Photos by Ty Hyten
The Scene: People talk too much these days. The over sharing, the over communication, all the feelings curated and repackaged for appropriation, i.e. conscious uncoupling. In fact, the Internet recently told me that I am either the youngest of Gen X-ers, or an elder Millennial. I suppose I can craft a duality here: I have a Facebook account, but I never update it. I text all the time, but am told I lack the subtle combination of etiquette and brevity. I don’t believe in the selfie, but I bought a crop top for the summer. More simply put, everyone is always talking about their feelings and making it a thing.
If I were to label the emotional tenor as I arrived at the sold-out Ogden Theatre, I would say I was immersed in the emotional equivalent of a Snuggie, or maybe properly swaddled. To explain, being on the short side, I’m usually positioned near the armpit of a hazy bearded microbrew-drinking baseball hat wearer fending off flying wisps of hair from a tall Olsen twin understudy. This time something was off, which I realized when a man? boy? a male under the age of 21 asked if I would mind moving just a little so he could get through to reach his friends, who were helpfully identified for me, in case I required proof. He was exceptionally polite, and this scene was played out for me several times over the night, as I saw the mostly younger crowd helpfully provide pathways as necessary or offer to take pictures of strangers for immediate upload and sharing. I almost texted this to someone. I definitely Instagrammed.
Opener: Moses Sumney. Spreading the culture of tolerance and goodwill, L.A. native Moses Sumney started off the night playing some Indie lullabies armed with only a looping pedal, guitar, and his wonderful instrumental voice. Pulling off gold boat shoes and a preppy ensemble of pink shirt and navy pullover, the audience quickly recognized the obvious coolness factor and cheered loudly when Sumney would manipulate his voice from a deep soulful bass and within seconds finish a phrase on a Mariah Carey-esque high note. Also, few men–nay, people–can get away with singing lyrics like “Can I tell you a secret? My wings are made of plastic” as Sumney did on his song “Plastic” and maintain complete credibility. But he did, and stayed around for two songs past his original set, ending by telling the audience “I love you so much.”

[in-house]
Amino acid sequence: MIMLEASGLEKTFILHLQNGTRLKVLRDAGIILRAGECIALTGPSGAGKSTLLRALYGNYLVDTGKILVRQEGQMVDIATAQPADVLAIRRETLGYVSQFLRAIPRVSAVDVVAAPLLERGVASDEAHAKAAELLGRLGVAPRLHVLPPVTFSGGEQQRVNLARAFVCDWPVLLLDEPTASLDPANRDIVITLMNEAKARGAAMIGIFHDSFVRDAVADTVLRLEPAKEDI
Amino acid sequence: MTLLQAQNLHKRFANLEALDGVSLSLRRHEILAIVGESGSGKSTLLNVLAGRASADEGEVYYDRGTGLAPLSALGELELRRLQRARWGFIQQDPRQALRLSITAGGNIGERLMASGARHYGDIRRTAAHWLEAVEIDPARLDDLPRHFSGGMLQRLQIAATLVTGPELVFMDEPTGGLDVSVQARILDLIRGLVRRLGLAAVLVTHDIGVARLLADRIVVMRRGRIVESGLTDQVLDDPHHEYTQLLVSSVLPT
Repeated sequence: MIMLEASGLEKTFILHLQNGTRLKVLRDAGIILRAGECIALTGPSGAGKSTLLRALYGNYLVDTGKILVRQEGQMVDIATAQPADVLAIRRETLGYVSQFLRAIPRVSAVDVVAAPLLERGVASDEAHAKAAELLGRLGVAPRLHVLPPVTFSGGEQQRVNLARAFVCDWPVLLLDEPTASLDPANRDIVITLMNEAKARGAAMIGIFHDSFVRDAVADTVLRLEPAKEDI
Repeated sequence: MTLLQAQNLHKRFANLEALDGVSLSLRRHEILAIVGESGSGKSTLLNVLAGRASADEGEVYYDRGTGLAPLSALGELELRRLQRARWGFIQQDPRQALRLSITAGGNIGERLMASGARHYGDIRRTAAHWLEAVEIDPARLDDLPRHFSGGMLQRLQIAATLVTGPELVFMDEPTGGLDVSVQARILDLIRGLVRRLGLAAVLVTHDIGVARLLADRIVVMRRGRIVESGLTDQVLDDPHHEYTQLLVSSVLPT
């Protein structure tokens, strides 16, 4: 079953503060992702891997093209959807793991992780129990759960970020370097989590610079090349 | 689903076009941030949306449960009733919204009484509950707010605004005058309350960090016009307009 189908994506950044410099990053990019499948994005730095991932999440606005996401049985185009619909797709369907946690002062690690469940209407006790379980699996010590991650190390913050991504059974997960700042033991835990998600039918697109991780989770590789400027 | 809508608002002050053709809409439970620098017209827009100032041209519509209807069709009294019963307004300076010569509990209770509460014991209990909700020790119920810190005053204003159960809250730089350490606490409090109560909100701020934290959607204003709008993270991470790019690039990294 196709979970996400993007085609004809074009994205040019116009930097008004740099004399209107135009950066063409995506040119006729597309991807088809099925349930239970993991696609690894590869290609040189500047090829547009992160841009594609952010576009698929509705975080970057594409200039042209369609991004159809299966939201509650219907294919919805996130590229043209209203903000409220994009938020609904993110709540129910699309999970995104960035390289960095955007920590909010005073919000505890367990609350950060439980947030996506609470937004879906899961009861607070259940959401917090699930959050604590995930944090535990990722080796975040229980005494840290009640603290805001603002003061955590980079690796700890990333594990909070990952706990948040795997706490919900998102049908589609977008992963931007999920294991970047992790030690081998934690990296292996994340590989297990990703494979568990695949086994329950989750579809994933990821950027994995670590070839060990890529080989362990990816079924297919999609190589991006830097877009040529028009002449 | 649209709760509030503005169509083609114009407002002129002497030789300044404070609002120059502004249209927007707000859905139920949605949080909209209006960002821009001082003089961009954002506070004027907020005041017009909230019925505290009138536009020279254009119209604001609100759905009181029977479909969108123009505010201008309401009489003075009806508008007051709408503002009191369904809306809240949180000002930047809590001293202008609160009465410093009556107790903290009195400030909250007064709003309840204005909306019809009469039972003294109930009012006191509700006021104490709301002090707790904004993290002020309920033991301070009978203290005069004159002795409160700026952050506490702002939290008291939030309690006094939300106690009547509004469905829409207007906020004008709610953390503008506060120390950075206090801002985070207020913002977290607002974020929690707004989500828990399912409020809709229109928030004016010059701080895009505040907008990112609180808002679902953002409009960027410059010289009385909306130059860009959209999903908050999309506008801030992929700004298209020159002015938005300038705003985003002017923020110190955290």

Local Natives: Soon, Local Natives took the stage to continue the conversation and, as I had read, make me feel. Generating feels requires a various mix of Panama shirts buttoned all the way to the top, maybe a mustache, but boots, always boots. Giving a nod to its west coast roots, Local Natives’ sound has a relaxed but exuberant, a driving but hazy tenor to it. In my mind, this marks a departure from many of the bands they are compared to, such as The National, The Fleet Foxes, Grizzly Bear, and The Dodos, among others, for employing similar melancholy themes, harmonizing vocals, and energetic drumming. Starting off with the hit single, “Breakers” from their latest album, Hummingbird, the crowd was immediately energized by the driving “oohs” that open the song. After dipping back into their first album, Gorilla Manor, to play their hit, “Wide Eyes”, the band returned to Hummingbird. With members Ryan Hahn, Taylor Rice, Kelcey Ayer, and Nik Ewing lined along the front of the stage, and drummer Matt Frazier holding down fort in the back, the band continued on into “Black Balloons” and into their cover of Talking Heads’ “Warning Sign” against a straightforward stage set-up of fog machines and grid lights. Although the entire band was engaged from the first note, Ayers bears his emotion so much that it’s hard to take your eyes off him alone, especially from his enclave of keyboards. The direct emotion of “Ceilings” and “You & I” are exemplary of the additional perspective, rather than musical departure that Hummingbird has in comparison to Gorilla Manor. They demonstrate the hazy exuberance and emotional soul of the band, with Ayers explaining that “‘You & I’ shaped the entire record.” Although heard live with Frazier’s piercing drumming, the song acquired a new serious, haunting dimension especially with Ayers singing, “When did our love, when did our love grow cold? The closer I get, the further I have to go.”
Serving as a sort of halftime, the band took a break and abandoned their guitars to play “Out Among the Stars”, a track off a cover album of unreleased Johnny Cash material from the 1980s. After rousing the crowd with “Airplanes,” the band came back to start its encore with “Colombia,” my personal favorite off Hummingbird. Ending on the rhythmic and crowd favorite, “Sun Hands,” Rice indulged the crowd by leaving the stage to crowd surf and then join in jumping and down. Even after the band left the stage, there was an air of invigoration, with the crowd leaving the Ogden no doubt ready to talk some more.
Stage Presence: A
Set/Light Show: B